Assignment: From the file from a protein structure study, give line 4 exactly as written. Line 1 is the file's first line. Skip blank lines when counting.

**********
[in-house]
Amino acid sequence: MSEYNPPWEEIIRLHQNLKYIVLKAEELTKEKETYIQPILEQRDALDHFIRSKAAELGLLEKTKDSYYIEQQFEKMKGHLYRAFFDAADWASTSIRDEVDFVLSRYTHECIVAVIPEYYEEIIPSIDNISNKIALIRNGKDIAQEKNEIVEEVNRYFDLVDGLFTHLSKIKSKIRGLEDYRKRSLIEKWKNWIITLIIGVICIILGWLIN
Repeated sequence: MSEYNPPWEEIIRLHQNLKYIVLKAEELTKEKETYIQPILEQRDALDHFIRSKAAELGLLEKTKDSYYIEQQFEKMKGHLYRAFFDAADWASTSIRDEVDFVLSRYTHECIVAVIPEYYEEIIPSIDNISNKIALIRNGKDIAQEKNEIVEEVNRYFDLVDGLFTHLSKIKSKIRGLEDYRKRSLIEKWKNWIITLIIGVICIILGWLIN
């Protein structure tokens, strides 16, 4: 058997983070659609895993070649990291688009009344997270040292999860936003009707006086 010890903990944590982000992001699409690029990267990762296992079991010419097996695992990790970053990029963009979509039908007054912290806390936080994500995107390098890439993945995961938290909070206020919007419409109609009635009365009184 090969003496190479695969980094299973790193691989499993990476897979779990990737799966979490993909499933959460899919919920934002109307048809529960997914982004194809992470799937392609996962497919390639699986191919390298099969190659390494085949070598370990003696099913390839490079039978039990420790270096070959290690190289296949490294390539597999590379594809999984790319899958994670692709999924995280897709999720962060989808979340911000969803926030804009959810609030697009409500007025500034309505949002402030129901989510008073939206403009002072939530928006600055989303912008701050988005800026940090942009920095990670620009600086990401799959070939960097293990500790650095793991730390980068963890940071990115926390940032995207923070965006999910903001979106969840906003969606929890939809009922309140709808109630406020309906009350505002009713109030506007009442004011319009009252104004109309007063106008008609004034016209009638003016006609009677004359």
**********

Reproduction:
């Protein structure tokens, strides 16, 4: 058997983070659609895993070649990291688009009344997270040292999860936003009707006086 010890903990944590982000992001699409690029990267990762296992079991010419097996695992990790970053990029963009979509039908007054912290806390936080994500995107390098890439993945995961938290909070206020919007419409109609009635009365009184 090969003496190479695969980094299973790193691989499993990476897979779990990737799966979490993909499933959460899919919920934002109307048809529960997914982004194809992470799937392609996962497919390639699986191919390298099969190659390494085949070598370990003696099913390839490079039978039990420790270096070959290690190289296949490294390539597999590379594809999984790319899958994670692709999924995280897709999720962060989808979340911000969803926030804009959810609030697009409500007025500034309505949002402030129901989510008073939206403009002072939530928006600055989303912008701050988005800026940090942009920095990670620009600086990401799959070939960097293990500790650095793991730390980068963890940071990115926390940032995207923070965006999910903001979106969840906003969606929890939809009922309140709808109630406020309906009350505002009713109030506007009442004011319009009252104004109309007063106008008609004034016209009638003016006609009677004359």